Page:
It was hardly a surprise last week when Detroit became the nation’s largest city to file for bankruptcy protection. But while the lawyers, creditors, bankers and union officials maneuver
for their best advantage, some other hard questions about the future need to be addressed.
As unlikely and as unpopular as it may be, there needs to be serious consideration about state and federal bailout money for Detroit. Before that can happen, there needs to be a clear, hard-nosed restructuring about how the city — and others in the same boat — will operate in the future.
If Detroit were the victim of a natural disaster, there would no doubt be loads of taxpayer-generated rescue funds on the way. Detroit is a disaster of another kind: An almost unprecedented population loss, an abysmal tax base, the eradication of a private sector job base, a failing school system, vanishing home values, and ridiculous levels of public mismanagement and corruption.
It’s a deep mess. But the state and federal governments can’t walk away from the devastation. There are still 700,000 people there — nearly one of every 10 Michigan residents — who need basic services and hope for the future.
While outrageous runaway pensions in Detroit (and Wayne County, for that matter) make headlines, the typical Detroit pensioner receives a much more modest sum. Pensions may have been awarded too liberally, but there is little public good accomplished
by greatly slashing the money that was budgeted into individual retirement plans.
There will be pain — likely a lot — but the idea of pensioners receiving 10 cents on the dollar is unacceptable from both a humane and an economic sense. Throwing away purchasing power — or forcing people onto public assistance — would not be good economic policy.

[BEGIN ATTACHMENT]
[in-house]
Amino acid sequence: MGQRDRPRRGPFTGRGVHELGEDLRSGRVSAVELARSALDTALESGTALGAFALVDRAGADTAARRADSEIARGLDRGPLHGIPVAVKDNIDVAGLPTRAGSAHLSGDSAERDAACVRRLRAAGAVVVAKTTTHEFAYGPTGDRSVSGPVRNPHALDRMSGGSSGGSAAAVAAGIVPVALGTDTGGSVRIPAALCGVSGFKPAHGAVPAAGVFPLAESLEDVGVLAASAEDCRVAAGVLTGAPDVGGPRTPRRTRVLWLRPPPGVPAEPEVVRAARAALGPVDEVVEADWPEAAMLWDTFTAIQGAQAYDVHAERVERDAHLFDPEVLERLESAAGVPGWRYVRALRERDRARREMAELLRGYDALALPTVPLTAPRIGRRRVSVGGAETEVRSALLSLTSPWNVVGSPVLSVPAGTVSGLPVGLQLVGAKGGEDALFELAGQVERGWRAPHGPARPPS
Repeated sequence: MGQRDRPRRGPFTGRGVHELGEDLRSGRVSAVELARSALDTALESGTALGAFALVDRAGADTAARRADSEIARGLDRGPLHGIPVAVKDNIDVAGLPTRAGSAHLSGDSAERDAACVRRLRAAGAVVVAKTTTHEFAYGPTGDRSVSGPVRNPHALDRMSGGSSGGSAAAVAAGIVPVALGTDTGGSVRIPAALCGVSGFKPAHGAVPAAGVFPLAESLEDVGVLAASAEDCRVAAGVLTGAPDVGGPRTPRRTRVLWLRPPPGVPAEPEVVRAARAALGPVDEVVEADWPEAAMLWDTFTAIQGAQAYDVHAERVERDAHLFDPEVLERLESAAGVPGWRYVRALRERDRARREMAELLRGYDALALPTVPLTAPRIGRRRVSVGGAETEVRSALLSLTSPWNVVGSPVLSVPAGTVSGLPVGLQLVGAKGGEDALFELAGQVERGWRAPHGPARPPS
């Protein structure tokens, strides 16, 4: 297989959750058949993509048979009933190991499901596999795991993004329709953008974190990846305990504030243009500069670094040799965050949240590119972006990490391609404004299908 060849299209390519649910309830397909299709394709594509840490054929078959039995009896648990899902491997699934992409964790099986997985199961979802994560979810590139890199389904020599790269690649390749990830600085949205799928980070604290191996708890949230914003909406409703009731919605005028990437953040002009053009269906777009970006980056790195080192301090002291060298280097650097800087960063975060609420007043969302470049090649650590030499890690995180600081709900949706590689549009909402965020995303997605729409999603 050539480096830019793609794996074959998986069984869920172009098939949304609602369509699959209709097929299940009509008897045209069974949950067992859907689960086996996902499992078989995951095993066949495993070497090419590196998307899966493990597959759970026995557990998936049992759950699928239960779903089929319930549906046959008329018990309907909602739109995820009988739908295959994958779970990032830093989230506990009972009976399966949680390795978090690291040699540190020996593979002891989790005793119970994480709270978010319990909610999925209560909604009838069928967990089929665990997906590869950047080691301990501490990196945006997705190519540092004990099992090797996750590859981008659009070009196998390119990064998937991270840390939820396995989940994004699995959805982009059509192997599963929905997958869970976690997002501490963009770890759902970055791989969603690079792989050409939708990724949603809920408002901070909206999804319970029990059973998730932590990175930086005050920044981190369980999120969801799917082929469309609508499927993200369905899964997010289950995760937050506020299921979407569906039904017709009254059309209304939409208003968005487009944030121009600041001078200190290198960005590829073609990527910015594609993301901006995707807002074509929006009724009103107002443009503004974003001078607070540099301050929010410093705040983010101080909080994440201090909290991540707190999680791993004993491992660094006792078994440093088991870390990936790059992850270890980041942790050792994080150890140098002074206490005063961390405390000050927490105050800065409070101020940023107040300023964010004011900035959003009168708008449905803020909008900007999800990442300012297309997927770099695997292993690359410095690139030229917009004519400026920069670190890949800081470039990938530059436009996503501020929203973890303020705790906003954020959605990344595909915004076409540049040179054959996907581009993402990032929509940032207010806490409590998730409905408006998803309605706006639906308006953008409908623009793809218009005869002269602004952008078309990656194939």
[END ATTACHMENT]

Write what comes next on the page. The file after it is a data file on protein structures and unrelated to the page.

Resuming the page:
Even if the Detroit bankruptcy plans survive legal and political challenges, the effort will go for naught if the result isn’t a balanced city budget that provides services worthy of the state’s largest city. Cleaning up the books is merely a first step. The city must fix its street lights, reduce crime, upgrade education and provide jobs. This is a long, hard process that demands both hard-nosed finances that Republicans say they love with the social
programs that they too often set aside. Democrats, meanwhile, have to acknowledge that corrupt and foolish management under their party’s banner has contributed mightily to Detroit’s demise.
There is a further issue that goes beyond our state’s borders.
Detroit is far from the only municipality facing hard times and unsustainable pension costs. Any federal assistance to Detroit will be a template for future solutions.
A badly structured bailout would merely be seen as encouragement
for local governments across the country to continue bad habits and resist tough decisions.
Why not? The feds will print more money and bail them out.
Regardless of the cause, Detroit residents are and have been in a bad place. State and federal governments must be part of the rescue. In so doing, they have an obligation to future residents — of Detroit, Michigan and the nation — to take long-term corrective
steps as well.
— LIVINGSTON DAILY PRESS AND ARGUS